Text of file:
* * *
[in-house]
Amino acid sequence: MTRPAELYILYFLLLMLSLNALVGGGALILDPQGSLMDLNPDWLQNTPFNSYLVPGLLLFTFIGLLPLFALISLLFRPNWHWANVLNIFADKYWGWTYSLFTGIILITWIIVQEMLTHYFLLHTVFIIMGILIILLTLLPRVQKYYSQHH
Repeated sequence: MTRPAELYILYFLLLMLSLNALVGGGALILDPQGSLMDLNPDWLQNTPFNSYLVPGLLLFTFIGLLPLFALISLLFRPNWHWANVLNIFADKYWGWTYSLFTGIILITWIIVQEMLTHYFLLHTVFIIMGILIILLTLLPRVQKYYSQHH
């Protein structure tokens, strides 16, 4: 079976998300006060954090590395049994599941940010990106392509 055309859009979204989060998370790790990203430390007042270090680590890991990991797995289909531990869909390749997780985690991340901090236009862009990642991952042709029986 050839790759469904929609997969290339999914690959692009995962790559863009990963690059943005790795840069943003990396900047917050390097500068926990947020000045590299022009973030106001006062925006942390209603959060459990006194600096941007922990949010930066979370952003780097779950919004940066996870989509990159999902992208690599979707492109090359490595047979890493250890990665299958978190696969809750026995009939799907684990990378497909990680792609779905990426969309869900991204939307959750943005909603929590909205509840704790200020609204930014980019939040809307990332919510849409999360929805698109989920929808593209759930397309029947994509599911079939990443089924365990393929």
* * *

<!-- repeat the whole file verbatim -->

[in-house]
Amino acid sequence: MTRPAELYILYFLLLMLSLNALVGGGALILDPQGSLMDLNPDWLQNTPFNSYLVPGLLLFTFIGLLPLFALISLLFRPNWHWANVLNIFADKYWGWTYSLFTGIILITWIIVQEMLTHYFLLHTVFIIMGILIILLTLLPRVQKYYSQHH
Repeated sequence: MTRPAELYILYFLLLMLSLNALVGGGALILDPQGSLMDLNPDWLQNTPFNSYLVPGLLLFTFIGLLPLFALISLLFRPNWHWANVLNIFADKYWGWTYSLFTGIILITWIIVQEMLTHYFLLHTVFIIMGILIILLTLLPRVQKYYSQHH
């Protein structure tokens, strides 16, 4: 079976998300006060954090590395049994599941940010990106392509 055309859009979204989060998370790790990203430390007042270090680590890991990991797995289909531990869909390749997780985690991340901090236009862009990642991952042709029986 050839790759469904929609997969290339999914690959692009995962790559863009990963690059943005790795840069943003990396900047917050390097500068926990947020000045590299022009973030106001006062925006942390209603959060459990006194600096941007922990949010930066979370952003780097779950919004940066996870989509990159999902992208690599979707492109090359490595047979890493250890990665299958978190696969809750026995009939799907684990990378497909990680792609779905990426969309869900991204939307959750943005909603929590909205509840704790200020609204930014980019939040809307990332919510849409999360929805698109989920929808593209759930397309029947994509599911079939990443089924365990393929």